I have been contemplating purchasing a BFL or NCC or some other breed to use on a few of my Shetland ewes. The extra money to make that investment just isn't there, though, since we are trying very hard to get the house finished. Unicorn, however, sires really big lambs; much bigger than I prefer Shetlands to be. And Bam is very muscular compared to Bombarde and his male offspring. So why not use Uni to produce butcher lambs? They would all be "big and white and meaty" compared to the rest of the flock. :) And since Unicorn has such impressive horns, I wouldn't be too sad to keep sending his offspring to the freezer.
What prompted this idea is the fact that I have several people that are interested in buying butcher lamb from me; and I really don't have any to sell. I would have to butcher a good ewe, or Unicorn to fill the orders. Bam isn't ready to go to the freezer quite yet. So the demand is there and I want to fill it. Plus, we are out of lamb ourselves, and I want to fill up the freezer.
I will continue to breed for fleece fineness and polled genetics using my very best Shetlands. But the other ewes that give me not so scrumptious fleece can stay and produce butcher lambs for me. I'm looking forward to exploring this idea.
Monday, May 12, 2008
Sunday, May 11, 2008
This is my beautiful mother, Deborah, and her mother's sister, Alice. One of the greatest blessings in my life is the deeply positive example of "Mother" that has surrounded me from my first days. Words cannot describe the love I have seen flow from the women in my family. My great-grandma, and both of my parent's mothers are gone now. I miss them. I wish they were still here because they were such amazing women. I long for their physical presence in my life. I am grateful for my rich memories of them.
And I am thankful for the wonderful mothers that are still with me: My own mom, Clancy's beautiful mother, Nancy. My aunts and great-aunts-I am fortunate to have many on both sides of my family and Clancy's. My cousins, these wonderful girls I grew up with. I admired the older ones, babysat the younger ones, and cherished the ones that were about my age. My sisters-in-law-these wonderful unexpected people that came into my life because of my brother and husband. My friends-sharing motherhood as peers with them. And finally, my own sister. I love her little boy like he was my own, and I am so proud of my sister for how she handles her awesome responsibility.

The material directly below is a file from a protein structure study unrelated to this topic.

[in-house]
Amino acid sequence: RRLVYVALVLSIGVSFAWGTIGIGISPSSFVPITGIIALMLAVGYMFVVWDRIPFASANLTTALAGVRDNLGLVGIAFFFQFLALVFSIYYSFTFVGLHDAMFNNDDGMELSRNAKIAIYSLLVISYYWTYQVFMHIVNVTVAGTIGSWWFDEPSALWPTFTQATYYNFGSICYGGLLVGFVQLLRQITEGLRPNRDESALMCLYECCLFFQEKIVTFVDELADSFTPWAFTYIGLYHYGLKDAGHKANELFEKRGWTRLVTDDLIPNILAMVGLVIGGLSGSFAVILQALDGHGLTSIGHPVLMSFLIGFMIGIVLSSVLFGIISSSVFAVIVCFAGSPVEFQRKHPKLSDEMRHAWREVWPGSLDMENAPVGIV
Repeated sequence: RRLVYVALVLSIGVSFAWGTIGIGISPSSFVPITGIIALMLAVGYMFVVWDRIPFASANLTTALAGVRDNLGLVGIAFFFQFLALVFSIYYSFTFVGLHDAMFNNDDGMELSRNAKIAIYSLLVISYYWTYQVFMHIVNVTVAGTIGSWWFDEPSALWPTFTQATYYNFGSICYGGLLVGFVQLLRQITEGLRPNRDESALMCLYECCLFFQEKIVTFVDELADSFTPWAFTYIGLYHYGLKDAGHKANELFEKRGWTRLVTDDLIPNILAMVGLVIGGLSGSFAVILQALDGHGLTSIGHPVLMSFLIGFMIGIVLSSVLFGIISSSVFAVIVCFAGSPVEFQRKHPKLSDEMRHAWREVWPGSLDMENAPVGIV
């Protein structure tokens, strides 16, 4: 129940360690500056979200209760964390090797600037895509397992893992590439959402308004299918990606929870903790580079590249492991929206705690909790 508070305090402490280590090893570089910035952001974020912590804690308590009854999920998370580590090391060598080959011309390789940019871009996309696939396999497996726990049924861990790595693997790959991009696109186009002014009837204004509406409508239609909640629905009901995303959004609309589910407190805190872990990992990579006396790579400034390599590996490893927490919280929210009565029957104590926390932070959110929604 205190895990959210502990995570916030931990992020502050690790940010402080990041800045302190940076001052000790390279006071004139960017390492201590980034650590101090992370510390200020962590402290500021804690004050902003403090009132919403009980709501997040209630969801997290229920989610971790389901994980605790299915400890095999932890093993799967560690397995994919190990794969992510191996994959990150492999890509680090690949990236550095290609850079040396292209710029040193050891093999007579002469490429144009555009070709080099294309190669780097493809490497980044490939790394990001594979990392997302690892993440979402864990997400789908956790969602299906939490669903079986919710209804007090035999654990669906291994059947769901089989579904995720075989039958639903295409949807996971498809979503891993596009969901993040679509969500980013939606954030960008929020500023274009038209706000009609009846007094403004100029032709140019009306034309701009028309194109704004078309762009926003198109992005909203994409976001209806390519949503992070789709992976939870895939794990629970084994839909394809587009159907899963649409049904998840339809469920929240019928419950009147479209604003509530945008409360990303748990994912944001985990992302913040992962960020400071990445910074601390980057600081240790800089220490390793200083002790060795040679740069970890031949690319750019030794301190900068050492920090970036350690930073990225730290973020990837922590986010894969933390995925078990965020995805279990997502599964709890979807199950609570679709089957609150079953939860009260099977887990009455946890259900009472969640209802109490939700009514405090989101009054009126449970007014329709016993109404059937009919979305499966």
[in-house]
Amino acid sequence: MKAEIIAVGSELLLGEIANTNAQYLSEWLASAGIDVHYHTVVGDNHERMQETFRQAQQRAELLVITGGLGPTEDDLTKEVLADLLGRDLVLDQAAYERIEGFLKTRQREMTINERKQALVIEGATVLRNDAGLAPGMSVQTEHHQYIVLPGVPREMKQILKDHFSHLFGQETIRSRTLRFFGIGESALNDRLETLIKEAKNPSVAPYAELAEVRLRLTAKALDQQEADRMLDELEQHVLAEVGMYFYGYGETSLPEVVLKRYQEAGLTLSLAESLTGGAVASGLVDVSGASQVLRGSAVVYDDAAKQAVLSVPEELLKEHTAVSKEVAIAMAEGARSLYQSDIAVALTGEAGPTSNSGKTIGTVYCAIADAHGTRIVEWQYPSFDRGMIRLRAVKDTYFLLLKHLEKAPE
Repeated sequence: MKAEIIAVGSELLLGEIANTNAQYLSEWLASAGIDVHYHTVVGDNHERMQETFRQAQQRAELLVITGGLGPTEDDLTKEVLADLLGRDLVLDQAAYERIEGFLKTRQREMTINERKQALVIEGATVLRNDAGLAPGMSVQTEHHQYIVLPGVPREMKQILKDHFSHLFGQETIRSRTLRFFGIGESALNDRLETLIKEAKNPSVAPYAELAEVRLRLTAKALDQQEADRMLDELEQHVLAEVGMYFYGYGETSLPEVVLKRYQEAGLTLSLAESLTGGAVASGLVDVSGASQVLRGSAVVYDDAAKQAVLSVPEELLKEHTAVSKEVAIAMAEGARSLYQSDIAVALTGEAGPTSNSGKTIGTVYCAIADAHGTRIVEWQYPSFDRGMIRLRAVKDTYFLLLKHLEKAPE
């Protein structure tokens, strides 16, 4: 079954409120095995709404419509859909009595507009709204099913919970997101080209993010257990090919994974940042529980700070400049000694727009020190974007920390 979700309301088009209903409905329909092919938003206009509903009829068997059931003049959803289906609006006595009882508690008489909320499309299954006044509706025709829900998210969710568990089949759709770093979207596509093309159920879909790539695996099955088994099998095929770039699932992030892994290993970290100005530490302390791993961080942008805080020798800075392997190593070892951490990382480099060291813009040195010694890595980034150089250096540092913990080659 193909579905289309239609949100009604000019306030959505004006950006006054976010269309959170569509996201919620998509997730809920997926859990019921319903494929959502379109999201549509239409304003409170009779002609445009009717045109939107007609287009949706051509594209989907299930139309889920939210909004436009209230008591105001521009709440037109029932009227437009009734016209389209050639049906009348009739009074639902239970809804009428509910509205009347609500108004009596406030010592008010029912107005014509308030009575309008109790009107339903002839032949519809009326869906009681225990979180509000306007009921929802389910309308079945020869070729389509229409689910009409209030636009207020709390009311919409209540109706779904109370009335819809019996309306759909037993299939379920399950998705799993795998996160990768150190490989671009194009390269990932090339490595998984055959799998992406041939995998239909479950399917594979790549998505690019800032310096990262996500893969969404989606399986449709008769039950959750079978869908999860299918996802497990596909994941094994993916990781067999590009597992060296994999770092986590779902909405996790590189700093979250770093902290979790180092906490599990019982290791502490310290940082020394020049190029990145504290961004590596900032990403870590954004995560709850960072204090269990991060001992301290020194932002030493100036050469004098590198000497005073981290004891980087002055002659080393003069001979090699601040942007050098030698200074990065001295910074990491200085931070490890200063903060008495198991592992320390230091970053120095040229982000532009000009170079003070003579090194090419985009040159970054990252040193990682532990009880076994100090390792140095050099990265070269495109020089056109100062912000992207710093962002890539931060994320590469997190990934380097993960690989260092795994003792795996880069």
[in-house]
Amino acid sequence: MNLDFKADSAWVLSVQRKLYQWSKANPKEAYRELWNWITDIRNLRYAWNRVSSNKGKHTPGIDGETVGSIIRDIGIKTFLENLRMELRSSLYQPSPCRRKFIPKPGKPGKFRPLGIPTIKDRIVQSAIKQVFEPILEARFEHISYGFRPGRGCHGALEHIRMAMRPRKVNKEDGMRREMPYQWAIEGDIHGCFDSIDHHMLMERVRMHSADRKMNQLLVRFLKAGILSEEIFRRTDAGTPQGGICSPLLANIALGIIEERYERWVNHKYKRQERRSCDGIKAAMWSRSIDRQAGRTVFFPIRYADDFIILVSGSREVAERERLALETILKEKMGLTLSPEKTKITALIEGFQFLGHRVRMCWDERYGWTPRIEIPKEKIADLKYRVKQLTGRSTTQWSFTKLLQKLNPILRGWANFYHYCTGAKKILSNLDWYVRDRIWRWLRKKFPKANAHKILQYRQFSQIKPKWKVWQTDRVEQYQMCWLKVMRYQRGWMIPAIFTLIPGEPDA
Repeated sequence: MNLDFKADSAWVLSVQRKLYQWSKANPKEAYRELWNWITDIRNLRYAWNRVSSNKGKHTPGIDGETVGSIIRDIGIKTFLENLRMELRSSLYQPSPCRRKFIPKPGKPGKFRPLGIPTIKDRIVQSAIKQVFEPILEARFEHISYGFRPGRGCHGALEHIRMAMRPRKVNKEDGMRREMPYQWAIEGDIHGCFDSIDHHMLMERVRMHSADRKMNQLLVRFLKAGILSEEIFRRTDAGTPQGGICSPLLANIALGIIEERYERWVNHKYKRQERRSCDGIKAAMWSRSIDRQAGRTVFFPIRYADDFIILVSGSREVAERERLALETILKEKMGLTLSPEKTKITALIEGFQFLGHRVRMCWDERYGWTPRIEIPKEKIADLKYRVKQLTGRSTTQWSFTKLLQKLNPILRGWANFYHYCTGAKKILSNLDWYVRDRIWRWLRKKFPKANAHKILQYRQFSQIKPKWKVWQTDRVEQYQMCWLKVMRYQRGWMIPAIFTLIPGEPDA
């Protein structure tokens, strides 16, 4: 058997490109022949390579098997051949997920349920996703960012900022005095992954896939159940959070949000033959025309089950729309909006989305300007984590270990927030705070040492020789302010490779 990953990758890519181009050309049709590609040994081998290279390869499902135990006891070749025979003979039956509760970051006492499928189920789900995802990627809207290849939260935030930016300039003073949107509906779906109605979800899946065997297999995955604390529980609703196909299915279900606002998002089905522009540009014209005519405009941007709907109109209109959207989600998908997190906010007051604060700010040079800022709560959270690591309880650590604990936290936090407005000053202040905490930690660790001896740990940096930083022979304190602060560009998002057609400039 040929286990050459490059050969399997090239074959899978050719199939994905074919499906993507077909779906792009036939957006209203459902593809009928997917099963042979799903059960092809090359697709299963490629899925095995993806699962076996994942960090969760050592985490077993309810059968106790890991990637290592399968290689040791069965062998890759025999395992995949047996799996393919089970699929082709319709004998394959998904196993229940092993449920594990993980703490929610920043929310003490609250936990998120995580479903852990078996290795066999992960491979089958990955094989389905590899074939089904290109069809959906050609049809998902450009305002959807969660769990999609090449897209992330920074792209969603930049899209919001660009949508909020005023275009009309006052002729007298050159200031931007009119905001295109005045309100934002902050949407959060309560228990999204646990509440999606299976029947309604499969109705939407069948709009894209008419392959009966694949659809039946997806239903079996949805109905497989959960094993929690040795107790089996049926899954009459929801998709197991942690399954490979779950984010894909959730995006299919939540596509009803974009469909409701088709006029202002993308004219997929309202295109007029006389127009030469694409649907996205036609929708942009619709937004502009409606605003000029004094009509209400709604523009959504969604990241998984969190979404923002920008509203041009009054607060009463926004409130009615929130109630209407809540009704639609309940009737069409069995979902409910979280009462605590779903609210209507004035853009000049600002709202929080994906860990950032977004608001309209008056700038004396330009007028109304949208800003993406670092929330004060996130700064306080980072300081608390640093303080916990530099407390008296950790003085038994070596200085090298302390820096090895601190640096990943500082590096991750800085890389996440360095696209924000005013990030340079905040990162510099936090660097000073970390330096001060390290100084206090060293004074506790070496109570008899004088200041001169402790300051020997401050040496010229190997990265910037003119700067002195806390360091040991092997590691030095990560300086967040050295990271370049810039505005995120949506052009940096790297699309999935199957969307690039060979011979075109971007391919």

Today, I wish all of the incredible mother's that have touched my life a beautiful day. I hope you have a nice chat with your kids. I hope you know that you have been an inspiration to me. You are loved. And you are very Important. Happy Mother's Day!
Saturday, May 10, 2008
Friday, May 9, 2008
Thursday, May 8, 2008
Once again I demanded from Clancy that he get rid of the beast. This terror could really hurt my young nephew or the boys if he decided to attack them. Yet again I heard how the job would get done just as soon as my darling had some spare time.
Well, this morning, while doing chicken chores, Mr. Rooster attacked my poor husband inside the chicken coop. The chicken coop is about 3.5 x 6 feet, and only 5 feet tall at the peak. I can only imagine the rodeo of that event, and how many times Clancy banged his head on the rafters while trying to dodge the rooster. I'm not laughing. Really. I'm NOT laughing! ;)
Out of breath and indignant, Clancy marched in the house to tell me the rooster had been disposed of. I thought he had finally decided I really meant those last three ultimatums. No, the rooster had attacked HIM and so the menace met a swift and justified end. Apparently Clancy knocked him down with a chunk of wood, and chopped off his head before he came to.
I told Clancy I would be making light of this situation. It is, after all, perhaps a universal experience for wives? Nothing is wrong with the car until HE drives it...There is no snake under the porch until HE sees it... Shame on me. I am really ribbing him way too much. He knows I'm teasing though. :)
Since the rooster had to be removed, I thought I would replace him with a photo of the beautiful swans that visit us here at Boston Lake. Almost any day, we can see them near our shore, or far out on the lake like brilliant sailboats. Each time I see them, I am filled with reverence for this beautiful place God has allowed me to live in.
And finally, I can introduce our two new cockatiels properly: Meet Bette and Greybird. They love to be with us while we eat and sit. Leif is doing his homework here, with the birds on his shoulders. My son would prefer it known that he is wearing my old sweater because the birds like the texture for climbing...and it's already dirty. In "real life" he would not be caught dead wearing my sweater. He is too cool for that.
Pre-teen, parent-induced mortification aside, cockatiels really are exquisite little birds. :)